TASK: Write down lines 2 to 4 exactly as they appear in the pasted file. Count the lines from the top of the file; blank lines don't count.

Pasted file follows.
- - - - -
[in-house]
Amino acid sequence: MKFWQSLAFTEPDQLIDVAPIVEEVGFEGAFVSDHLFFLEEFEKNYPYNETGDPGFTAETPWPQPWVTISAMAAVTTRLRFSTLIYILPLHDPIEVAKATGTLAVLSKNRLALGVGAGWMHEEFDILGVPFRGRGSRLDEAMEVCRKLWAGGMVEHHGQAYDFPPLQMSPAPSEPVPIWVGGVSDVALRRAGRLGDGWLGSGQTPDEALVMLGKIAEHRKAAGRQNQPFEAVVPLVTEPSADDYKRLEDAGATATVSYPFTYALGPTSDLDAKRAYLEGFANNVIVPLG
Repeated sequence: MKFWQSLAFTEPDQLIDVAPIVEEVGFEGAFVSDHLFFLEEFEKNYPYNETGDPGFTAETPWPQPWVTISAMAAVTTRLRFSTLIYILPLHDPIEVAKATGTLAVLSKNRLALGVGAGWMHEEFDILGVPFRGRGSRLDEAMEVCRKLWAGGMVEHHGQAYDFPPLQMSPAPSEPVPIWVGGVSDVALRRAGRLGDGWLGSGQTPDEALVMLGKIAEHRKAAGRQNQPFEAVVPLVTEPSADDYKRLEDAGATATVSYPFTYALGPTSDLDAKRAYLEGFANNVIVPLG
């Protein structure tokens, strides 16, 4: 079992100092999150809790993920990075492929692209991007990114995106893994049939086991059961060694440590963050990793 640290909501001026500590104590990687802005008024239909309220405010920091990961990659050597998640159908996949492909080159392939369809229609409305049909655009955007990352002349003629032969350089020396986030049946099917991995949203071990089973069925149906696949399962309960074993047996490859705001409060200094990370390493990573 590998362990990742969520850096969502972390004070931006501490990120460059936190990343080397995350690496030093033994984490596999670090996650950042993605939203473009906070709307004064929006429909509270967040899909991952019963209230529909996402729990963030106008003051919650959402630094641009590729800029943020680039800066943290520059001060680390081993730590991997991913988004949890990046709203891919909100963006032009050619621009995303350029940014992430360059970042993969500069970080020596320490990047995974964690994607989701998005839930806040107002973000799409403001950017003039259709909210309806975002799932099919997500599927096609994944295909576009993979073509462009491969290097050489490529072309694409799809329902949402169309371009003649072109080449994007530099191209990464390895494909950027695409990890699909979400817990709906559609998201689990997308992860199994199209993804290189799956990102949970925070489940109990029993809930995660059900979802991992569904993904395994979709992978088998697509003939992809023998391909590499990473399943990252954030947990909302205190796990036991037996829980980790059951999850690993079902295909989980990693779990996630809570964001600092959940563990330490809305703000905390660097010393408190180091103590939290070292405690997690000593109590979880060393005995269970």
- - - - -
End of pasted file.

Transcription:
Amino acid sequence: MKFWQSLAFTEPDQLIDVAPIVEEVGFEGAFVSDHLFFLEEFEKNYPYNETGDPGFTAETPWPQPWVTISAMAAVTTRLRFSTLIYILPLHDPIEVAKATGTLAVLSKNRLALGVGAGWMHEEFDILGVPFRGRGSRLDEAMEVCRKLWAGGMVEHHGQAYDFPPLQMSPAPSEPVPIWVGGVSDVALRRAGRLGDGWLGSGQTPDEALVMLGKIAEHRKAAGRQNQPFEAVVPLVTEPSADDYKRLEDAGATATVSYPFTYALGPTSDLDAKRAYLEGFANNVIVPLG
Repeated sequence: MKFWQSLAFTEPDQLIDVAPIVEEVGFEGAFVSDHLFFLEEFEKNYPYNETGDPGFTAETPWPQPWVTISAMAAVTTRLRFSTLIYILPLHDPIEVAKATGTLAVLSKNRLALGVGAGWMHEEFDILGVPFRGRGSRLDEAMEVCRKLWAGGMVEHHGQAYDFPPLQMSPAPSEPVPIWVGGVSDVALRRAGRLGDGWLGSGQTPDEALVMLGKIAEHRKAAGRQNQPFEAVVPLVTEPSADDYKRLEDAGATATVSYPFTYALGPTSDLDAKRAYLEGFANNVIVPLG
């Protein structure tokens, strides 16, 4: 079992100092999150809790993920990075492929692209991007990114995106893994049939086991059961060694440590963050990793 640290909501001026500590104590990687802005008024239909309220405010920091990961990659050597998640159908996949492909080159392939369809229609409305049909655009955007990352002349003629032969350089020396986030049946099917991995949203071990089973069925149906696949399962309960074993047996490859705001409060200094990370390493990573 590998362990990742969520850096969502972390004070931006501490990120460059936190990343080397995350690496030093033994984490596999670090996650950042993605939203473009906070709307004064929006429909509270967040899909991952019963209230529909996402729990963030106008003051919650959402630094641009590729800029943020680039800066943290520059001060680390081993730590991997991913988004949890990046709203891919909100963006032009050619621009995303350029940014992430360059970042993969500069970080020596320490990047995974964690994607989701998005839930806040107002973000799409403001950017003039259709909210309806975002799932099919997500599927096609994944295909576009993979073509462009491969290097050489490529072309694409799809329902949402169309371009003649072109080449994007530099191209990464390895494909950027695409990890699909979400817990709906559609998201689990997308992860199994199209993804290189799956990102949970925070489940109990029993809930995660059900979802991992569904993904395994979709992978088998697509003939992809023998391909590499990473399943990252954030947990909302205190796990036991037996829980980790059951999850690993079902295909989980990693779990996630809570964001600092959940563990330490809305703000905390660097010393408190180091103590939290070292405690997690000593109590979880060393005995269970």